Previously on Tom Servo and Me: Part 1 | Part 2 | Part 3
When we last left Chris Doyle, he had just finished building his latest replica of Tom Servo from Mystery Science Theater 3000. All that was left was to take photos and write up the summary article. Simple, right? Well, if you’ve read the previous installments, you know things rarely went according to plan throughout this journey. Why should the last few steps be any easier? When things go disastrously wrong during the final photo shoot, Chris will find himself questioning if getting back into LEGO building was the worst idea he ever had.
In the end, it will all work out. We promise.
Read more about the final leg of Chris’s journey in rebuilding his LEGO Tom Servo model.
No, you’re not looking at identical twins. You are looking at Adam Dodge and his new ventriloquist puppet. The one on the left was constructed from LEGO bricks while the one on the right (I’m 95% sure) was devised by more natural means. One is a dummy, the other isn’t, but both insist that you don’t call them that. The one on the left can move his eyes, lips, eyebrow, hands, legs and feet while the one on the right…can do the same.
This photo illustrates the inner workings of the one on the left while the inner workings of the one on the right is comprised of organic goo not fit for daytime viewing. The one on the right said there was a ventriloquist in his family history so he figured…what the heck! I think the one on the left said the same thing, but the other one was barely moving his lips so now I’m not sure. The one on the left said my two-bit comedy routine was all washed up. On second though I’m pretty sure it was the one on the right that said that. Wow, this post started with such confidence and now I don’t know what’s what! Just watch this video of the dummy in action!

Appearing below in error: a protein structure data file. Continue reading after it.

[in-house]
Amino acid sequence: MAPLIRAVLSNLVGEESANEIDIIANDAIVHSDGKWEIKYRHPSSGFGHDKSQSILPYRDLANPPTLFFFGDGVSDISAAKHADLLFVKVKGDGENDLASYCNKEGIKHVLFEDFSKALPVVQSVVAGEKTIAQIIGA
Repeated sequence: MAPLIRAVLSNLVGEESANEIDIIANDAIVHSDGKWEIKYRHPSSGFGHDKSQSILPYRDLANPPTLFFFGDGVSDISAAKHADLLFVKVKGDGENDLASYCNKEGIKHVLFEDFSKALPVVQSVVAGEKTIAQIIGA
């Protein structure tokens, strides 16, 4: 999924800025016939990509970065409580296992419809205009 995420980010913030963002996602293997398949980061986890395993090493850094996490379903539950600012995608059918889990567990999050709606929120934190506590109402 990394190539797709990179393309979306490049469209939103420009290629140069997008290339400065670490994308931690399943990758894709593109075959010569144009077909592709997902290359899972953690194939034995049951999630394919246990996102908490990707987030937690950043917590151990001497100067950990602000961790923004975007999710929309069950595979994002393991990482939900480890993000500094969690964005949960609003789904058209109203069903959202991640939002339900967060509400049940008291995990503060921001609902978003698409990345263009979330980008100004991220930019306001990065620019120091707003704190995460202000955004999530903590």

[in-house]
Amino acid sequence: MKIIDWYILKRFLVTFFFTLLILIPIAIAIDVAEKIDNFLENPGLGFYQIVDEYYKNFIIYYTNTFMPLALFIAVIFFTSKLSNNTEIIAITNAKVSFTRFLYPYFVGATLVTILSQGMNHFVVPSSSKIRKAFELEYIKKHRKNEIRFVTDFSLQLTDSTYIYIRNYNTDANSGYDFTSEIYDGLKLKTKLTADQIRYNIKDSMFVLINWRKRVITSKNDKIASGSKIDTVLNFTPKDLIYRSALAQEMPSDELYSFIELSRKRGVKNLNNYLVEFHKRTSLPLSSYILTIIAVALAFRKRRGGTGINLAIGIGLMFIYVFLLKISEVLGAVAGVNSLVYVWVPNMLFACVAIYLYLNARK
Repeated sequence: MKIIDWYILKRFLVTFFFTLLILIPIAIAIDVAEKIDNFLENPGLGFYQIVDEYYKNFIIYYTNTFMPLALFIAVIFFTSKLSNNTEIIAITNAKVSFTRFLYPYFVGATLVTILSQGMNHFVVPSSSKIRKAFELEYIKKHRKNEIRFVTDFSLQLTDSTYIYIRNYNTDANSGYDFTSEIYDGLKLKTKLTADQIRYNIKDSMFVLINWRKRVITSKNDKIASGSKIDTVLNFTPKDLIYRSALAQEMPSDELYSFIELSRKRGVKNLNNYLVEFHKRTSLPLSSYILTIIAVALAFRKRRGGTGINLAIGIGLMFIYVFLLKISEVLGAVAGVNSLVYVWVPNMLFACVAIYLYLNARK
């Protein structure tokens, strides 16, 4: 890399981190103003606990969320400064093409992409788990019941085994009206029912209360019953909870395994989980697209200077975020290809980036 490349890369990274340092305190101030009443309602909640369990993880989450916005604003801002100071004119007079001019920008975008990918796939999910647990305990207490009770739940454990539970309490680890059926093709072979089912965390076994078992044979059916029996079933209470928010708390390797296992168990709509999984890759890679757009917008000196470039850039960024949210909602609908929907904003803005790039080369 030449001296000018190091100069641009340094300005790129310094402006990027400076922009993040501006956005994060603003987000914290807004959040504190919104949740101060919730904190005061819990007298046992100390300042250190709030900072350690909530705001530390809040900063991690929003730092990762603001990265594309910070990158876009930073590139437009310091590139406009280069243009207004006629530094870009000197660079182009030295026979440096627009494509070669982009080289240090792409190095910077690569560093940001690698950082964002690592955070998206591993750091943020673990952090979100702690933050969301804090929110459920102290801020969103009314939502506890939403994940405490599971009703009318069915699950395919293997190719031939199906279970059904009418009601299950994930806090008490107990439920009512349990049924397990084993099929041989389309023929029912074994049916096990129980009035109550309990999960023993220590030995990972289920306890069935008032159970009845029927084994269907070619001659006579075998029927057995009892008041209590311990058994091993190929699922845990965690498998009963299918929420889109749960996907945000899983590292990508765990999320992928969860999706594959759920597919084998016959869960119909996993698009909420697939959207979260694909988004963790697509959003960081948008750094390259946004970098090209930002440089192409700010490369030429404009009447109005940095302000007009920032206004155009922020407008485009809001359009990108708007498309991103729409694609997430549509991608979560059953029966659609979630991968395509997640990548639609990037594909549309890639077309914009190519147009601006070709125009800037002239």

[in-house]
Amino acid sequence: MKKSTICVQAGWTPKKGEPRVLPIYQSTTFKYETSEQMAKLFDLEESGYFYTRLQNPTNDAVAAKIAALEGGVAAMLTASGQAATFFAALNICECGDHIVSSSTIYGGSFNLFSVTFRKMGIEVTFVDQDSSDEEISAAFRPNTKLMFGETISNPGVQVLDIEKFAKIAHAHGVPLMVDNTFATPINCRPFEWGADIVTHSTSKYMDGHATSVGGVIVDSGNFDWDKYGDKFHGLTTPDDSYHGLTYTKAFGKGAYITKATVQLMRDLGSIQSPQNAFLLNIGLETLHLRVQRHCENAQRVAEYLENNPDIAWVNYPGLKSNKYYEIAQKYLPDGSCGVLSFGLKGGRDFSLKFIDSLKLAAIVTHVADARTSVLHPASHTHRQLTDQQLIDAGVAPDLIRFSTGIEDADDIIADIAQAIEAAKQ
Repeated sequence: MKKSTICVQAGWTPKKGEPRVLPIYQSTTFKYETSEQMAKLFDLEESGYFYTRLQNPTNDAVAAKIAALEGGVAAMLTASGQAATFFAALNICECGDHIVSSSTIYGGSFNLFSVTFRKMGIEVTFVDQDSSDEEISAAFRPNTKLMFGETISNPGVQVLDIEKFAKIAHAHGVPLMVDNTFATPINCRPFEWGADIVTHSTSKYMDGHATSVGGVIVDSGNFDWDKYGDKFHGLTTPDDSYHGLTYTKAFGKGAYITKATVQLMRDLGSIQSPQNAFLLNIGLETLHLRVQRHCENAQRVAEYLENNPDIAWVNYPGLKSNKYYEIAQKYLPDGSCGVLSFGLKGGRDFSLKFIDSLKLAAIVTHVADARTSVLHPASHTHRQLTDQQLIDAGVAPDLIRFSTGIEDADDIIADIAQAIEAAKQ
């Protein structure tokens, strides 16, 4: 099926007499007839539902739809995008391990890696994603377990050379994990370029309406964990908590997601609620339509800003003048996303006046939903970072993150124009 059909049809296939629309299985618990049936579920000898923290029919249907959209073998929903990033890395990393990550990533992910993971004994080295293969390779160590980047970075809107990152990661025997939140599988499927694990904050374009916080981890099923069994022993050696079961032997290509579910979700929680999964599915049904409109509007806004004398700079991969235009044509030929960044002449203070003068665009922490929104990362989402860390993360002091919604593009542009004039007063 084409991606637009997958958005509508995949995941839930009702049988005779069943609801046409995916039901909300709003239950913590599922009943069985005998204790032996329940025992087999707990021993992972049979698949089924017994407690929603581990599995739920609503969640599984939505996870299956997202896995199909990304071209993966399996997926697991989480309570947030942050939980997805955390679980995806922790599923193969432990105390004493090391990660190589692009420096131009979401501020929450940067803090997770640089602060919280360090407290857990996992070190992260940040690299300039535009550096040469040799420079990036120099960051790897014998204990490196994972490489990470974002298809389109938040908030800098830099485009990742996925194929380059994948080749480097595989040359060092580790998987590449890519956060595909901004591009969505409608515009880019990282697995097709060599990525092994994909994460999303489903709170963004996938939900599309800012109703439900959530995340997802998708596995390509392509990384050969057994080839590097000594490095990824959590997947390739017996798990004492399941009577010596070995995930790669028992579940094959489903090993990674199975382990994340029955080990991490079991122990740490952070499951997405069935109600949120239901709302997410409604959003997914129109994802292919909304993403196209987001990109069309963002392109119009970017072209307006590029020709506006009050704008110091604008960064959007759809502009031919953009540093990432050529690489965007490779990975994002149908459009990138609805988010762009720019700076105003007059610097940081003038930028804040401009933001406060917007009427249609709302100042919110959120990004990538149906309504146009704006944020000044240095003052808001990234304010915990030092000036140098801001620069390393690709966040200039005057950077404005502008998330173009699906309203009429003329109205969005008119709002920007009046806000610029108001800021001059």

Although an imaginative builder has surely created one, I don’t recall having seen a well-built LEGO marionette before. This puppet of King Gustav I by Nicolas Picot is brilliant, with great articulation and a solid reproduction of the king’s dapper uniform, in particular the upside-down curve-topped fences which serve excellent duty as epaulet embroidery. The king’s steely gaze is also particularly well done, and the mustache seems surprisingly accurate for made of only two pieces.
It’s funny how your perspective changes with age. As a kid I was tortured annually with the BBC’s Christmas airing of the Rogers and Hammerstein musical The Sound of Music. But as an adult I find it absolutely captivating – all three hours of it. I mean, it’s got everything… Nuns. Yodeling. Christopher Plummer. Some Nazis.
In the film adaptation, the The Lonely Goatherd number was performed as a marionette show (by Bil Baird and Cora Eisenberg-Baird). And now half a century later, VirtualLUG die-hard Millie McKenzie has perfectly recreated the entire theater and its distinctive puppets for our enjoyment:
If all this looks vaguely familiar, but you need your memory jogging, here’s the original scene:
Clearly the goats were too lifelike, as sadly Millie’s cat later went on to destroy the entire setup…
…naughty kittie, over the Alps into Switzerland with you!